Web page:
Skip to content

Proxy Libraries in Solidity

by Manuel Araoz
This is a joint post by Zeppelin Solutions and Aragon.

We recently read some articles about neat tricks and hacks one can do in Solidity. Specifically, Jorge Izquierdo’s article on Library Driven Development and Simon de la Rouviere’s article on ThrowProxy.

That got us thinking about using those ideas to turn Zeppelin into an upgradeable blockchain-deployed library. Currently, Zeppelin is a collection of secure and community-vetted contracts for anyone to use. This is work towards creating security standards and industry best practices. But in order to use them, developers have to download our code and deploy parallel copies of it alongside their application-specific contracts.

This has several disadvantages:

What if we could have a deployed version of a library in the blockchain, which all projects using Zeppelin could link directly? That’s the idea behind Solidity’s libraries. The problem is, once a library code is deployed, it’s immutable. For Zeppelin, being able to fix security vulnerabilities and add more reusable modules is key for our users. Thus, we’d need some mechanism to upgrade the contract’s code.

Some attempts to do this are Martin Swende’s generic proxy and Arachnid’s upgradeable contract, but have their drawbacks and can’t be used for libraries.

Our idea: Use a normal contract, but call it as a library (use delegatecall instead of call)

Result: It works!

Proposed implementation


maraoz/solidity-proxy solidity-proxy – Solidity implementation of a delegate proxy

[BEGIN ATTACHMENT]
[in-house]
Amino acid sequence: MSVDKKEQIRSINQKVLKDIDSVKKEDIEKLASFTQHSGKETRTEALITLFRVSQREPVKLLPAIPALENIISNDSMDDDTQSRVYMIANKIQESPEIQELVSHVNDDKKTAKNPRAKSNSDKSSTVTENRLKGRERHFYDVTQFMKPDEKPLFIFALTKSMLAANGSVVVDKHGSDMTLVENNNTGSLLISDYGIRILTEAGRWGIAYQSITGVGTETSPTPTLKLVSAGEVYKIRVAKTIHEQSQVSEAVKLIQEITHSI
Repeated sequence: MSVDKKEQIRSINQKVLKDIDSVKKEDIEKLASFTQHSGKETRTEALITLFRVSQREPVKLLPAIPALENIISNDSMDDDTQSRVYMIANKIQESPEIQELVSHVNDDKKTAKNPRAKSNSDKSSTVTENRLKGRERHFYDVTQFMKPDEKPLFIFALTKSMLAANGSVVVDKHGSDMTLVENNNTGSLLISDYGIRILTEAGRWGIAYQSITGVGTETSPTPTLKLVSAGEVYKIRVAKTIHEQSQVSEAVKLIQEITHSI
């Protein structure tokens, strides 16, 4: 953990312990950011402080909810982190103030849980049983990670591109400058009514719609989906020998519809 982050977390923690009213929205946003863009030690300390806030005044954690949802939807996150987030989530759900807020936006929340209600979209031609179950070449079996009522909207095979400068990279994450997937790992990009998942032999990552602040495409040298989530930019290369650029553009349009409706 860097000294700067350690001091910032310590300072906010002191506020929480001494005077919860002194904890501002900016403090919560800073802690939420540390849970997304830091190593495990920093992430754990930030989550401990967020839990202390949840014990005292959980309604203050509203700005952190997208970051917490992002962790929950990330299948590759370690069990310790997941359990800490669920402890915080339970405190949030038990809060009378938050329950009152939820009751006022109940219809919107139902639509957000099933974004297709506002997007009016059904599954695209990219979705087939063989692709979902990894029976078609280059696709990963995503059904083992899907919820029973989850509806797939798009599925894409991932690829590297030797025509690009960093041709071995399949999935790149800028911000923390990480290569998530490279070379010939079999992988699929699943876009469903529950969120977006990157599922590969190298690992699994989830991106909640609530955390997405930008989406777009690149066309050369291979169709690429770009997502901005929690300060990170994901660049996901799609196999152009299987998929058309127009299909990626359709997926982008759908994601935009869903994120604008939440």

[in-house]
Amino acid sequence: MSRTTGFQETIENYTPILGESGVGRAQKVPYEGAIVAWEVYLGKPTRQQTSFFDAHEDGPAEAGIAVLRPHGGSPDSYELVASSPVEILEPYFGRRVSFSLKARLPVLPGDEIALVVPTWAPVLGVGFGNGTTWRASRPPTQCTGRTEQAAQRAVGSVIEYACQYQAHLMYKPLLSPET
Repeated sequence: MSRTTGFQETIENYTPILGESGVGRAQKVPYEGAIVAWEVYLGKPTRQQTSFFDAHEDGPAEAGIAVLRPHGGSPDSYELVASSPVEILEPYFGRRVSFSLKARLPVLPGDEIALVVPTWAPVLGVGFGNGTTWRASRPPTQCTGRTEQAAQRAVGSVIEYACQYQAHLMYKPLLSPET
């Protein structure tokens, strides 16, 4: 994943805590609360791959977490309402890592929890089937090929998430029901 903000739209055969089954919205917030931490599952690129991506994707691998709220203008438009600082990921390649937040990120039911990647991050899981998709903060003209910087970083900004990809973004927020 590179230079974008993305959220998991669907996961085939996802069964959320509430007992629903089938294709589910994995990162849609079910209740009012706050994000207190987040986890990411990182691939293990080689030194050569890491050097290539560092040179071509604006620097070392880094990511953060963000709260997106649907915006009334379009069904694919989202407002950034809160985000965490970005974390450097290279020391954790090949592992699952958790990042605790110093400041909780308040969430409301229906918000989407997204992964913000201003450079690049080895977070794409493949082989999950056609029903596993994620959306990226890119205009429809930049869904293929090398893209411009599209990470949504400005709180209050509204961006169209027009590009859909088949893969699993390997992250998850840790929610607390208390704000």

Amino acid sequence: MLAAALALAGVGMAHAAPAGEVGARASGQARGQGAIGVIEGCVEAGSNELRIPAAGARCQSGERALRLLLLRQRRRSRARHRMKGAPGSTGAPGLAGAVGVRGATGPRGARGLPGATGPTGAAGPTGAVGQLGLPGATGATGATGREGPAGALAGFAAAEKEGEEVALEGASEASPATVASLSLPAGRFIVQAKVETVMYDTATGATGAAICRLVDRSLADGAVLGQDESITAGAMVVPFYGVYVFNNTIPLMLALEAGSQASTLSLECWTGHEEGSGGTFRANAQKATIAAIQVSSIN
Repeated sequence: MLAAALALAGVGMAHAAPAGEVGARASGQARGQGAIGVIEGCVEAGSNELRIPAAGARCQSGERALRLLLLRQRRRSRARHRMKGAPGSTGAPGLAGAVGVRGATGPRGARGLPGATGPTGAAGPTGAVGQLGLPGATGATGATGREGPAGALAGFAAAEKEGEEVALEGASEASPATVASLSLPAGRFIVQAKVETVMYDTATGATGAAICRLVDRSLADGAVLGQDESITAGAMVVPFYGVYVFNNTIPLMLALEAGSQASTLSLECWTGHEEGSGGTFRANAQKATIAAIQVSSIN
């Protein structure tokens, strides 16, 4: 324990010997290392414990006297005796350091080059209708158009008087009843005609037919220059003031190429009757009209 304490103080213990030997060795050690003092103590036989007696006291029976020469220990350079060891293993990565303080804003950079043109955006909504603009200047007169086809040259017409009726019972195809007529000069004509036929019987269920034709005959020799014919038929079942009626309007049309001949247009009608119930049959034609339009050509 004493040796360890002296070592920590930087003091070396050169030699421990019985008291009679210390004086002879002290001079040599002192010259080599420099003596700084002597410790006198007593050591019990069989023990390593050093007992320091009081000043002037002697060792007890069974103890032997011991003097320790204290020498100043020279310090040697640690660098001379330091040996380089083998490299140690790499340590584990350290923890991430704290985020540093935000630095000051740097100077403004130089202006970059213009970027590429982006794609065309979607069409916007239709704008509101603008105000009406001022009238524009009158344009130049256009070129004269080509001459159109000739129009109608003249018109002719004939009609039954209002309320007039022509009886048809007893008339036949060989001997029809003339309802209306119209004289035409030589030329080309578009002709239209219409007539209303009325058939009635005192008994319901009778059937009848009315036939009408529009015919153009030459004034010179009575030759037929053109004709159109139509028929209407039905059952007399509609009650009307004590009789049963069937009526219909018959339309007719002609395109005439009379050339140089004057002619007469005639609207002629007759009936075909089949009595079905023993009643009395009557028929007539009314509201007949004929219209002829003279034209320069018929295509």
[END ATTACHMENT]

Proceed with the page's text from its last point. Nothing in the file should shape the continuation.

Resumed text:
Check it out and please give us feedback! We’ll be evaluating how to use this new technique to turn Zeppelin into a deployed upgradable library in the next few weeks.

On a more technical level, our solution flow looks like this:

Instead of linking the main, user facing contract directly with the address of the deployed library, it is linked to a ‘Dispatcher’. At compile and deploy time this is just fine, even though the Dispatcher doesn’t implement any of the methods of the library, if the bytecode has a valid address the deploy will be successful.

When a transaction comes in, the main contract thinks it is making a delegatecall to the library it is linked with. But this delegatecall will instead be made to the dispatcher.

Here is where things get interesting. Once the dispatcher catches the delegatecall in its fallback function it figures out what the correct version of the library code is, and redirects the call once again with a delegatecall. Once the library returns, the return will go all the way back to the main contract.


  • The dispatcher needs to know what the memory size for the return of that library call is. Right now we solved it by having a mapping for function signatures to their return type size. This was intentionally kept out of the drawing for the sake of simplicity.
  • Given the way delegatecall’s work on the EVM level, you can only use it from one contract to another that have the same storage footprint. As libraries have no storage, we kept Dispatcher with no storage. That’s why a separate DispatcherStorage to keep all the data it needs. Also, the address of the DispatcherStorage needs to be hardcoded in the contract bytecode.

Note that for the user contract nothing special is needed, only that instead of being linked with the concrete version of the library, it has to be linked with the dispatcher.

Future work

  • Allow data migration of user contracts when library is upgraded (data structures may change). Golem’s GTN Token has a migration mechanism that could serve as inspiration.
  • Storage layout sanity checks in the proxy.
  • Arbitrary code execution on contracts for emergencies.

We’ll be writing about these topics in the following weeks.

Thanks Christian Reitwiessner for reviewing and commenting on early drafts.